You’ve made an unusual discovery – there’s not enough time left at the end of the day. The corollary, of course, is that your list of important things to do never gets smaller. In any company, the CEO’s to-do list has the potential to grow infinitely.
If you are CEO (Chief of Everything), then what are you to do?
There are three stages to making the transition from CEO to Queen of your business.
* Understanding your highest value contribution to your company and focusing on that role.
* Recognizing your position as a leader and owning the role.
* Delegating everything else, and holding your team accountable.
Now, the thorny part.
Many CEO’s refrain from delegating responsibilities they’ve labeled “critical”.
They fear the task won’t be done correctly. Or, no one else can do it as quickly, and it won’t get done on time. Or the right attention won’t be paid. Or something. Or something else.
So you DIY (Do it Yourself).
Take my advice and give it up!
The growth of your business will be stifled to the extent that you hold on to critical functions. The business will suffer in the exact areas where you think you are the expert!
There are five components to successful delegation.
1. Give the job to someone who can get it done.
This doesn’t mean that person has all the skills for execution, but that they are able to martial the right resources. Sometimes the first step in the task will be education. Maybe your delegate has to attend a seminar or take a course to get up to speed.
2. Communicate precise conditions of satisfaction.
Timeframe, outcomes, budget constraints, etc.; all must be spelled out. Anything less creates conditions for failure. It’s like the old story about basketball – without nets the players don’t know where to shoot the ball.
3. Work out a plan.
Depending on the tasks’ complexity, the first step may be creation of a plan. The plan should include resources, approach or methodology, timeline, measures and milestones. Even simple tasks require a plan.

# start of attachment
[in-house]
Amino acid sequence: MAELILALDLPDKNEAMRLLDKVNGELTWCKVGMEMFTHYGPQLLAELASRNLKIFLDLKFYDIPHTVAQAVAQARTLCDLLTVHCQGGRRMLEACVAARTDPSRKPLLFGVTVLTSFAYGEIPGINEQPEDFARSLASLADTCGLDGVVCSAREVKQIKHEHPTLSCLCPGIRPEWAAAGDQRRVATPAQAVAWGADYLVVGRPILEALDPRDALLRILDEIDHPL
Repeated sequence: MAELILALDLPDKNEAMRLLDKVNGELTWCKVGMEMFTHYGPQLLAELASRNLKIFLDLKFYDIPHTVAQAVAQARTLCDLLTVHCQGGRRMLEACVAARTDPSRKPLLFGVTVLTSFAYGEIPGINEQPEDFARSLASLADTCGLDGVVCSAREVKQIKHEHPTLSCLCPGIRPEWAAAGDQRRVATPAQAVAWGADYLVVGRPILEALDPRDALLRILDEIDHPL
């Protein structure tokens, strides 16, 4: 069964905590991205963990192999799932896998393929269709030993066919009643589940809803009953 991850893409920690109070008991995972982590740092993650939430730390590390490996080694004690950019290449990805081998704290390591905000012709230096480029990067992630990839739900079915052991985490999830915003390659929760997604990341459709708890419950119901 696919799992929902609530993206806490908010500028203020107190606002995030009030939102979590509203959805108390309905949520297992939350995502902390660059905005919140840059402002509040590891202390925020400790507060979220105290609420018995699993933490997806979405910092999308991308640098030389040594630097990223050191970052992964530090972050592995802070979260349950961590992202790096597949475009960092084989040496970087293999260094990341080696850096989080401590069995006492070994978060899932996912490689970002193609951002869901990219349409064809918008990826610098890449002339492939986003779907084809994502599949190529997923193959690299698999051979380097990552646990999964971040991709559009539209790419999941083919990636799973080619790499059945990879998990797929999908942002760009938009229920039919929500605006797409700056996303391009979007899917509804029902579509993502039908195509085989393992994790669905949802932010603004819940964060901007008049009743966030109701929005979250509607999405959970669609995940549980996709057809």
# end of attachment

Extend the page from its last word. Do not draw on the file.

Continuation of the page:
4. Set up a structure for accountability.
If the project or task is to take place over the next six weeks, schedule an interim meeting two weeks from now. Or establish a weekly conference call, or an e-mailed status report. Provide some mechanism where you can jointly evaluate progress and make mid-course corrections. This helps keep the project, and the people, on track.
5. Get buy in.
Often timeframes are dictated by external circumstances. Still, your delegate must sign on for the task at hand. If you say, “This must be done by next Tuesday,” they have to agree that it is possible. Ask instead. “Can you have this by Tuesday?”
To you this may seem a bit remedial, but the step is often overlooked. Whenever possible, have your delegate set the timeline and create the plan. You need only provide guidance and sign off.
If you skip any one of the above steps, you dramatically reduce the likelihood things will turn out the way you want them to. On the other hand, if you rigorously follow the steps, you greatly increase the odds in your favor.
Isn’t this more work than Doing it Myself, you ask. No – it isn’t.
The only point to delegating something is if it frees you for things which create greater value for your company. Don’t give away the hiring function if you are spending your time fiddling with the corporate web site. Don’t hire a Sales VP, if you are spending your time on purchasing.
The greatest leverage you have is in being the Queen Leader of your company.
Lavish your time on that.
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ABOUT THE AUTHOR
RENIA M. ORR IS AN INTERNATIONAL BUSINESS STRATEGIST, SUCCESS COACH, SPEAKER, AND THE FOUNDER OF LDV ELITE. SHE IS A SPEAKER FOR FORTUNE 500 COMPANIES, APPEARS ON NBC TV AND OTHER TELEVISION PROGRAMMING, AND IS AN ACCOMPLISHED AUTHOR.